The previous release from Tango Entertainment wasnâ€™t very impressive â€“ not surprisingly this Blu-ray/DVD combo pack from Synapse pretty much mops the floor with it in every way youâ€™d expect it to, starting with the transfer. Presented in AVC encoded 1.78.1 widescreen in full 1080p high definition, The Exterminator looks very good here in all its grainy glory. Thereâ€™s no noise reduction in sight nor are there any compression artifacts or edge enhancement issues to complain about. The end result is a nice, film like transfer that presents this rough around the edges exploitation film looking very much like a rough around the edges exploitation film. Those expecting a pristine, polished transfer might be annoyed but those who are familiar with how the film has looked on home video in the past will likely be quite impressed by how nicely this restored version of the uncut version of the movie looks on Blu-ray. Yes, some shots are definitely softer than others and some are a bit dirtier than others (the shot with Ginty and the hooker walking past the porno shop for example) but by and large thereâ€™s a very impressive increase in detail here and vastly improved color reproduction as well.
Audio tracks are offered in Mono and restored Stereo, both in English language DTS-HD tracks. No subtitles or alternate language tracks are provided. Both tracks provide clean and clear audio without any issues, though the opening scene by its very nature is a bit louder and more bombastic than the rest of the movie. Levels are well balanced and there arenâ€™t any problems with any hiss or distortion. The tracks are limited in range, as older basic audio tracks tend to be, but the movie sounds just fine here.
Previous DVD releases were barebones, but Synapse have included some choice extras here including a commentary with the filmâ€™s writer/director James Glickenhaus moderated by Temple Of Schlockâ€™s Chris Poggiali. The track opens with, not surprisingly, a discussion of the opening scene which Glickenhaus notes was filmed in California and which lead to one viewer accusing him of stealing footage from Apocalypse Now! He also notes that the dummy killed in the opening scene was made by Stan Winston and how the beheading originally earned the film an â€˜immediate Xâ€™ and had to be trimmed frame by frame to get the film its R for theatrical play. From here the two discuss pretty much everything that youâ€™d expect them to â€“ from the involvement of various cast members, to what it was like shooting on the streets of New York City, to how events in the newspapers of the day inspired Glickenhausâ€™ script and many of the ideas seen in the movie. Glickenhaus tells some fun stories about Robert Ginty and Steve James, and talks about working with Christopher George as well. He points out what scenes were shot in Manhattan versus Brooklyn (the scenes that were supposed to be the Bronx were apparently shot in Brooklyn!) versus Harrison, New York and he then talks about the filmâ€™s distribution and some of the controversy that surrounded it when it was originally released. He also notes that the original idea going into this movie was to shoot it without any dialogue, noting that you can still watch the movie with the sound off and know whatâ€™s going on in the movie and he opens up about the product placement in the movie. Going into a whole lot more detail about the commentary would be doing a disservice to those who havenâ€™t heard it yet but let it suffice to say that despite some minor gaps of silence here and there itâ€™s pretty much invaluable to fans of the film, as Glickenhaus really goes into a lot of detail about this film and its history.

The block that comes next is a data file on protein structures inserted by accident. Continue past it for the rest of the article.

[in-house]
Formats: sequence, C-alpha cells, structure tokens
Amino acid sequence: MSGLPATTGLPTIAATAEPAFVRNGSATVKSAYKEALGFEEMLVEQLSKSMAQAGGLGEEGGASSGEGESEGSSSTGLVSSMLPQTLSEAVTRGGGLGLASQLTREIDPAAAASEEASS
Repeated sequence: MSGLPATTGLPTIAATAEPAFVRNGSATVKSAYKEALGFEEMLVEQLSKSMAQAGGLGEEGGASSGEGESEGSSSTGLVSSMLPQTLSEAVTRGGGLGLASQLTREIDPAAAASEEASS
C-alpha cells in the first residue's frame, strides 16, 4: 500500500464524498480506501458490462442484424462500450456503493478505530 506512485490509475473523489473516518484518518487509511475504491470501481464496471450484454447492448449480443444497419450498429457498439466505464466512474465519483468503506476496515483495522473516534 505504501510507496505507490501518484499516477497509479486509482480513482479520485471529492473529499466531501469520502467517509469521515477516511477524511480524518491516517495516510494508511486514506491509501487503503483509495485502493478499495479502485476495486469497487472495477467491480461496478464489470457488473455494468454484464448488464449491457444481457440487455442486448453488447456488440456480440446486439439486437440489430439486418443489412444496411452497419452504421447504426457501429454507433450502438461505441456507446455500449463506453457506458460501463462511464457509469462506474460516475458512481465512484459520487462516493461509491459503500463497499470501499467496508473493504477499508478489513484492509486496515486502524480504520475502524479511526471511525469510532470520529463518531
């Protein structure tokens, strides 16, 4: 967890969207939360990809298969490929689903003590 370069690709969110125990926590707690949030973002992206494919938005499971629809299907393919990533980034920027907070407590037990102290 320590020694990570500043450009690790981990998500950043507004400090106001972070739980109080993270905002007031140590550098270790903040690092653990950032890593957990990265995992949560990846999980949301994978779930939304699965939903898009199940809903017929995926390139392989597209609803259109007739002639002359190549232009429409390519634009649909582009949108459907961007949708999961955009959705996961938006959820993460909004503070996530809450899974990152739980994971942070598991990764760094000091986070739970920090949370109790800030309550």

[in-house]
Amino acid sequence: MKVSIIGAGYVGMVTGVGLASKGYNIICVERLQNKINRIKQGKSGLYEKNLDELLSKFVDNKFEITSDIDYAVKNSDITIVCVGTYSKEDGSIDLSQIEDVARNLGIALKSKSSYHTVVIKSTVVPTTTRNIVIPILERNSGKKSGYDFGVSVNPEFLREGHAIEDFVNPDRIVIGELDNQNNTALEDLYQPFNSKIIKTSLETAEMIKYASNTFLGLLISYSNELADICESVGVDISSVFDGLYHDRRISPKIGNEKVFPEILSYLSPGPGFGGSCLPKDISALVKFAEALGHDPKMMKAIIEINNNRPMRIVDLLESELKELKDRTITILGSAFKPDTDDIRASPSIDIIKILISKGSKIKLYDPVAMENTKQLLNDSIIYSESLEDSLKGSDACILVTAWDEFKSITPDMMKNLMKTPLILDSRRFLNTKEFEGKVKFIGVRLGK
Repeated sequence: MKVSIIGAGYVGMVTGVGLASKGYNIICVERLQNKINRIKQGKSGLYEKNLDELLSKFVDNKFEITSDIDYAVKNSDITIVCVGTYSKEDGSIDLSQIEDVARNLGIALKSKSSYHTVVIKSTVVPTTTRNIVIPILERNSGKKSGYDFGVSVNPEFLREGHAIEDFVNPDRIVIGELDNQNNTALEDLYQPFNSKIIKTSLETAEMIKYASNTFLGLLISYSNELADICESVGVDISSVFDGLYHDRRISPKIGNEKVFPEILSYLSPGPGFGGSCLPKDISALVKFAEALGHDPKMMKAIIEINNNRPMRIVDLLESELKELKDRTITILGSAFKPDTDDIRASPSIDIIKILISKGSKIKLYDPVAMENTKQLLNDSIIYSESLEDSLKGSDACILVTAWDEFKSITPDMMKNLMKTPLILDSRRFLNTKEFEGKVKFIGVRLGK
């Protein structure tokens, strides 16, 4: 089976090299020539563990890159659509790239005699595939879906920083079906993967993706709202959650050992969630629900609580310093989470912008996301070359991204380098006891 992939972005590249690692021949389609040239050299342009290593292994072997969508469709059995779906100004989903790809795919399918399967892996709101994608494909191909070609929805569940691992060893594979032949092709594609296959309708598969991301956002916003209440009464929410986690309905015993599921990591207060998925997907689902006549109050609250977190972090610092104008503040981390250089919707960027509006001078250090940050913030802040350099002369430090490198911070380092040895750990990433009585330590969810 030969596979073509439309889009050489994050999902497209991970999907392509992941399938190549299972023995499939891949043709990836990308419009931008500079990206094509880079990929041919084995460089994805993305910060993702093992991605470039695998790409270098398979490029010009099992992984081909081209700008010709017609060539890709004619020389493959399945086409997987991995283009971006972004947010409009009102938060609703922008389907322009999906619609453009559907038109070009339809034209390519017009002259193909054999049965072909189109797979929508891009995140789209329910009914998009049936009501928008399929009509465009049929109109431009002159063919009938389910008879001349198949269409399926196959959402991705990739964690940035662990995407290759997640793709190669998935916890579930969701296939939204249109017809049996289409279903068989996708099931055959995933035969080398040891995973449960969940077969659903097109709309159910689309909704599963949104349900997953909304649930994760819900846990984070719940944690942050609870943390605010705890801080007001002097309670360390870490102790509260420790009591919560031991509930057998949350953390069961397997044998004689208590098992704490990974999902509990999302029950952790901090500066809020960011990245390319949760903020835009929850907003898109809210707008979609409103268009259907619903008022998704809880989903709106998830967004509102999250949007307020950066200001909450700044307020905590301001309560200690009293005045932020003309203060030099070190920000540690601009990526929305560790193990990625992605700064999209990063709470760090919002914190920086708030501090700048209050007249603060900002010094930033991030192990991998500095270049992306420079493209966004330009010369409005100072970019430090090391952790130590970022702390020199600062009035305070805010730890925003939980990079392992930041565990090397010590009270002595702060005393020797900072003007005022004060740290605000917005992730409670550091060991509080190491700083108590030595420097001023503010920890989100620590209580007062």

Aside from that, look for the filmâ€™s original theatrical trailer (widescreen, HD), a half a dozen TV spots (3:11 worth, to be exact â€“ fullframe, HD â€“ â€œHe doesnâ€™t confuse New York with the battlefield, he knows theyâ€™re the same!â€ â€“ â€œHeâ€™s not a taxi driver and he has no death wish, heâ€™s just an ordinary man they pushed too far!â€), some fiery animated menus and chapter stops. Again, this is a combo pack, so it also includes a DVD version of the movie with the same extras.
The Final Word:
While it may have been fairly maligned by critics when it first hit theaters (a quote from Roger Ebert on the back cover calls it â€˜sickâ€™!), The Executioner has understandably gone on to earn itself a pretty sizeable cult following and itâ€™s easy to see why. Itâ€™s twisted, bloody, nasty and mean and it makes great use of both its fine cast and its awesome locations to build some great atmosphere and solid suspense. Synapseâ€™s Blu-ray finally gives the film a proper home video release and throws in a great commentary track too. Awesome.
Click on the images below for full size Blu-ray screen caps!